That truism was proven once again when a proposal to raise taxes for highways and transit was revived on the Senate floor and approved.
Visions of securing funding to expand the regional bus system and build multiple new rail-transit lines are fading.
But others are under consideration, too, such as expanding the sales tax to clothing and consumer services and raising taxes on alcohol and tobacco.
A recent study of businesses finds taxes were not the prime concern when rating the business climate of a state or city.
The governor would move in the opposite direction of former DFL Gov. Rudy Perpich.
For obvious political reasons, legislators are reluctant to vote to raise their own pay.
Gov. Dayton wants even-year sessions devoted to eliminating “unnecessary or redundant laws, rules and regulations” and other efficiency efforts.
Tax policy wonks strongly object to taxing business-to-business services for multiple reasons, chief among them that it results in “tax pyramiding.”
When it comes to property taxes, Gov. Mark Dayton’s reform plan contains surprisingly little in the way of reform.
It would produce more state revenue, but also criticism from retailers and consumers.
Remote online sellers are gobbling up an ever-growing share of the retail market and eroding Minnesota’s sales tax base.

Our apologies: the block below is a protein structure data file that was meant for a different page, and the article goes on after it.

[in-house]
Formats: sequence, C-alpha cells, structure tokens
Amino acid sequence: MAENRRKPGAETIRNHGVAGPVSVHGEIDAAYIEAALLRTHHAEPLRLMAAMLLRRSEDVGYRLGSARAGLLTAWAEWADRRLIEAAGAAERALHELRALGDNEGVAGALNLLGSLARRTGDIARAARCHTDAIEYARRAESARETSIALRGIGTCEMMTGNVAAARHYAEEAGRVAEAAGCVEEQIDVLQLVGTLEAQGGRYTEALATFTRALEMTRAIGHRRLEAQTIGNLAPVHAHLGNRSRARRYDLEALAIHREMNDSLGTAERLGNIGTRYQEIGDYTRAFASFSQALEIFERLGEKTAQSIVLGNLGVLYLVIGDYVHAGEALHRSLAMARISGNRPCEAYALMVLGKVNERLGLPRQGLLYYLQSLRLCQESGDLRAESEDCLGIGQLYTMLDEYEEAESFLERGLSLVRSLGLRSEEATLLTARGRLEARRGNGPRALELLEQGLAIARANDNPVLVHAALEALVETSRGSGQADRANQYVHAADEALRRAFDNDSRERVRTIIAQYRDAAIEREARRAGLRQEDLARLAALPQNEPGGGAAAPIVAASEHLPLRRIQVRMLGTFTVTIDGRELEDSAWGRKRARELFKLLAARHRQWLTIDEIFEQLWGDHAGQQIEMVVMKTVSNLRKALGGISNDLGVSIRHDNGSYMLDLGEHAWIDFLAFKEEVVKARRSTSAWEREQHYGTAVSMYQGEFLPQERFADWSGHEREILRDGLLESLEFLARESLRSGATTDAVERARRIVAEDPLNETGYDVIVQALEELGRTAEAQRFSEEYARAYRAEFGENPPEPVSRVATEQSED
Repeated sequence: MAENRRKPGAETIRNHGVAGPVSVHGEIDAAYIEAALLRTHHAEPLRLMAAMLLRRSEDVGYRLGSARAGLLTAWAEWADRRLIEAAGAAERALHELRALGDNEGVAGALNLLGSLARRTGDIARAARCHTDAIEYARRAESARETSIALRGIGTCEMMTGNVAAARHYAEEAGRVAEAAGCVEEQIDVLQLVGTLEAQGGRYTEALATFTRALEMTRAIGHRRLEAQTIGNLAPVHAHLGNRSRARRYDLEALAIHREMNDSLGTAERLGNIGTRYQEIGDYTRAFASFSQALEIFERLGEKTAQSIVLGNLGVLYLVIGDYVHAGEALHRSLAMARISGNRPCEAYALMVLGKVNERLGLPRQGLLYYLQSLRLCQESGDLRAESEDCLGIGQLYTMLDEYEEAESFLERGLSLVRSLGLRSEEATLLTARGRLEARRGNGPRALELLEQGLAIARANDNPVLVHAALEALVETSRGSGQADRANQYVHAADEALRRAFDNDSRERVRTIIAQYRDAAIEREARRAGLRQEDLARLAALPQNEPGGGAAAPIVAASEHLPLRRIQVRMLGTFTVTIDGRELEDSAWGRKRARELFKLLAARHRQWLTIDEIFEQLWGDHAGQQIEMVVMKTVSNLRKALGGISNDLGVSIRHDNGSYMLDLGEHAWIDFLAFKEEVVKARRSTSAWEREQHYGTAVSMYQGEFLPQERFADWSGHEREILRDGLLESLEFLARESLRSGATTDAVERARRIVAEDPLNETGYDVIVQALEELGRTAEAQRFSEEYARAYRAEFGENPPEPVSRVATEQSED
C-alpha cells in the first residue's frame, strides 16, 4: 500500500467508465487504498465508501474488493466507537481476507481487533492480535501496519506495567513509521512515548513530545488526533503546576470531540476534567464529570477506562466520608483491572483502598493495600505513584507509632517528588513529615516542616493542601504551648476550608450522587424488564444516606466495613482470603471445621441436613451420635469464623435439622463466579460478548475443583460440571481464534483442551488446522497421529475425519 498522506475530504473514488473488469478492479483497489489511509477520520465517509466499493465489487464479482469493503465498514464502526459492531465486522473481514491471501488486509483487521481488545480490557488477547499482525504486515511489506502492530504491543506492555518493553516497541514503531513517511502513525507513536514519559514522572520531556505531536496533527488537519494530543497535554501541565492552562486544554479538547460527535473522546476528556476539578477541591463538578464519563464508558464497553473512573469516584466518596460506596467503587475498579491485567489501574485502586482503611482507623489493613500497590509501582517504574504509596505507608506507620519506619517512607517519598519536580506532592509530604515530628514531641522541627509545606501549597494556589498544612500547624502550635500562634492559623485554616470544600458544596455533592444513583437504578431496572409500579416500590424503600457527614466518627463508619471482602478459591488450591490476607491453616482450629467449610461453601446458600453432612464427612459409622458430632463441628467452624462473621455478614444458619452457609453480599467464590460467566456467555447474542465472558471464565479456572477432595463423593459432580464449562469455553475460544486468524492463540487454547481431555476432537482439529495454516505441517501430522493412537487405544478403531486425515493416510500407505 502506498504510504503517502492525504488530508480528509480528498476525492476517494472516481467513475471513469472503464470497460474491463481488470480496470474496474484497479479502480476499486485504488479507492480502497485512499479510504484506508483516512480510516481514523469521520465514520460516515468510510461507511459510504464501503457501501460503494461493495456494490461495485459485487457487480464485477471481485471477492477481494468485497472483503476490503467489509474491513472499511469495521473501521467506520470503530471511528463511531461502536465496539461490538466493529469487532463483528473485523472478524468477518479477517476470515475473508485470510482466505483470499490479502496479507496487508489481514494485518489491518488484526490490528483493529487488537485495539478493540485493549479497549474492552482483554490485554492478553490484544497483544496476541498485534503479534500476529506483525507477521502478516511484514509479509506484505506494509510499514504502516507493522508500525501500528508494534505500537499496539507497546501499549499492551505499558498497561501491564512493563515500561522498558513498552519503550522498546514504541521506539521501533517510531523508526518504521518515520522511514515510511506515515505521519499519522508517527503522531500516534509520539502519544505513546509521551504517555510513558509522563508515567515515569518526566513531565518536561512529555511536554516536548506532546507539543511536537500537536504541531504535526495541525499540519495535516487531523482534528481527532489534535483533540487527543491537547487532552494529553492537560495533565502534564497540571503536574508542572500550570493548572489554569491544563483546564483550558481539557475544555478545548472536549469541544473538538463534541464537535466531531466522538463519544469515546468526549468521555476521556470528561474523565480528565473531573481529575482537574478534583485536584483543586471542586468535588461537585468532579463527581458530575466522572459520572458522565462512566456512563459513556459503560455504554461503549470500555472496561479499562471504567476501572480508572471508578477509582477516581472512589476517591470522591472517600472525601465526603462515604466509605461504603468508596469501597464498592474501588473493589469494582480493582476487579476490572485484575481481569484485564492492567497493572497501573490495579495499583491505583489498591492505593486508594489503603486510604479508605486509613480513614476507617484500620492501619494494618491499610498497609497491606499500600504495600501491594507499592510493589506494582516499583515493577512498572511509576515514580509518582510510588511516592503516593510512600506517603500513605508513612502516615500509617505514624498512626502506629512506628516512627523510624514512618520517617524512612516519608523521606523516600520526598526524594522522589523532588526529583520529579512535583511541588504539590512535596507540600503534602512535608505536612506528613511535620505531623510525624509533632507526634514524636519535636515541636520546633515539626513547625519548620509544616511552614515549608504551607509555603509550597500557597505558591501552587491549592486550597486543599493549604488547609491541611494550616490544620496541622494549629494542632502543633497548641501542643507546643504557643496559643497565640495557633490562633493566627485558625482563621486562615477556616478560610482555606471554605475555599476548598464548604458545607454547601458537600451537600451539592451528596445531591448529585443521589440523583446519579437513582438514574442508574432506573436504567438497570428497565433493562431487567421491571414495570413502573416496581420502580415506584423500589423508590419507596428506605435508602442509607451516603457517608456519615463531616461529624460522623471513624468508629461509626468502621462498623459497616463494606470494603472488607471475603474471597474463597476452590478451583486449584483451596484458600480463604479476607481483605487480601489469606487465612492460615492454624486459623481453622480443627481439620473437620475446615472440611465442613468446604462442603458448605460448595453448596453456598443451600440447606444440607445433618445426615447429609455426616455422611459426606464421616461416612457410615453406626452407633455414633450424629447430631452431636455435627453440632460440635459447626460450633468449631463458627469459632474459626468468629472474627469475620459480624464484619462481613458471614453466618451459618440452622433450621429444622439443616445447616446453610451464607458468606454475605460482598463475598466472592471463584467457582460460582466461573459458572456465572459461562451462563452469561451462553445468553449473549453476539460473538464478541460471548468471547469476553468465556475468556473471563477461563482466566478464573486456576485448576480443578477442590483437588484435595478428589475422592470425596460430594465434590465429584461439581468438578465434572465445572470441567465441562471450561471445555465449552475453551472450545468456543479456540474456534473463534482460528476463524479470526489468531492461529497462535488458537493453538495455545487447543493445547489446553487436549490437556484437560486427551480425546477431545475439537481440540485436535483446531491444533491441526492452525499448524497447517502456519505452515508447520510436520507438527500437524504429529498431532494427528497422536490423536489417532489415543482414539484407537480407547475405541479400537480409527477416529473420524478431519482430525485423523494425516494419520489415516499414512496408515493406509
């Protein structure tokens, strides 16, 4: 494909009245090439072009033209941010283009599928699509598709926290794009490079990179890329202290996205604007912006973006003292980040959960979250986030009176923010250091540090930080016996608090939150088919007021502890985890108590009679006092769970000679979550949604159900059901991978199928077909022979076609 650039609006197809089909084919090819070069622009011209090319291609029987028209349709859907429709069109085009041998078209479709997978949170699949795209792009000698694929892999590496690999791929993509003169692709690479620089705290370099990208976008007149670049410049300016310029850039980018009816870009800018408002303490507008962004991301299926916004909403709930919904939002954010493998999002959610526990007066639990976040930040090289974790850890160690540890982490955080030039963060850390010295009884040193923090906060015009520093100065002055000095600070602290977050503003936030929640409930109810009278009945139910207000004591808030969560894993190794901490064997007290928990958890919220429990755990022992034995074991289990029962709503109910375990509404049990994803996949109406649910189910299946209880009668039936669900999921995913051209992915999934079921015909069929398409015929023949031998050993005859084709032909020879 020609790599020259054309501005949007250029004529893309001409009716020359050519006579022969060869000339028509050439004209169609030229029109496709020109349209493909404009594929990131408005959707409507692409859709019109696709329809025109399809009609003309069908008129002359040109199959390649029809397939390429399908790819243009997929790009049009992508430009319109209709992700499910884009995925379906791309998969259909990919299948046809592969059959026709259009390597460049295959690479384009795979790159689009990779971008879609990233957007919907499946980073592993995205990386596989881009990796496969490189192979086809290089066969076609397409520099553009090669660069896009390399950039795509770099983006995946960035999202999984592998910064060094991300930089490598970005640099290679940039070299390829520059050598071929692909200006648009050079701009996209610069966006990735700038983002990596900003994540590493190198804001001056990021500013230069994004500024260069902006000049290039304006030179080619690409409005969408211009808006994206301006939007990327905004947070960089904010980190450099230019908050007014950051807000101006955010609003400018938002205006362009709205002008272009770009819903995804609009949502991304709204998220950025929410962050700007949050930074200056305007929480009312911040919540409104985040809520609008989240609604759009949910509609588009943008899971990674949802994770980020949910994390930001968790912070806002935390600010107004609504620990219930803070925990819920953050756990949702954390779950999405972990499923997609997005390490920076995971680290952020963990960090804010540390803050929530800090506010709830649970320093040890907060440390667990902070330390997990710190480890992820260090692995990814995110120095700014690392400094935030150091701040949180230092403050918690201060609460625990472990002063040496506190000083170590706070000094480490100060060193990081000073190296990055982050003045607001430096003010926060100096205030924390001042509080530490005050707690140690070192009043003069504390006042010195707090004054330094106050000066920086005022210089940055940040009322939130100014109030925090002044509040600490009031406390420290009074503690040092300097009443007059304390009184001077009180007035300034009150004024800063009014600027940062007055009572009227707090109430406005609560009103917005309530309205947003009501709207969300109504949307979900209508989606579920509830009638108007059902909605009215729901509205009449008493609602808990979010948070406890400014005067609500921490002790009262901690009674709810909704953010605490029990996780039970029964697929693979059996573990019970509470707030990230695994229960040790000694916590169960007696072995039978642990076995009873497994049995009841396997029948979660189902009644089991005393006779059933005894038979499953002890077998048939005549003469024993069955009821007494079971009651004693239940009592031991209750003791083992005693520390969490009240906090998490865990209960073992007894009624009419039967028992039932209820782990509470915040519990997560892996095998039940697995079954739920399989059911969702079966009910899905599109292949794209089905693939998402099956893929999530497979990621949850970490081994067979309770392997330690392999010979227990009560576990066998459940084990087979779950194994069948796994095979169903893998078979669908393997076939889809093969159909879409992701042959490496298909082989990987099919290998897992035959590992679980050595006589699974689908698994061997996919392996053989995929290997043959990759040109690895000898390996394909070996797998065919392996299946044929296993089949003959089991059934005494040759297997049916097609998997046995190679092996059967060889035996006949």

The precise impact of the change is difficult to gauge because the property tax system has so many moving parts.
Its downtown still faces serious economic challenges and several daunting questions as it awaits the anticipated benefits of the 2014 light rail line.
The two new ones will join 97 hybrid electric buses, which operate on some of the agency’s busiest urban routes.
Minneapolis-based group offers a comprehensive program – including life coaches 24 hours a day — to help ex-offenders re-enter society.
The Citizens League has engaged about 150 Minnesotans to help identify the key characteristics of an “ideal” electrical system.
A national study says yes, but the state corrections department questions some of its findings. Two judicial system veterans, however, welcome the input.
Unlike the Portland Metro Council, our Met Council does not have the benefit of a statewide land-use planning law.
Merging entire governmental units may not work, but sharing some services could produce savings, a new report says.
Pressured by public and health advocates, the number of trails in state, county and regional parks is soaring.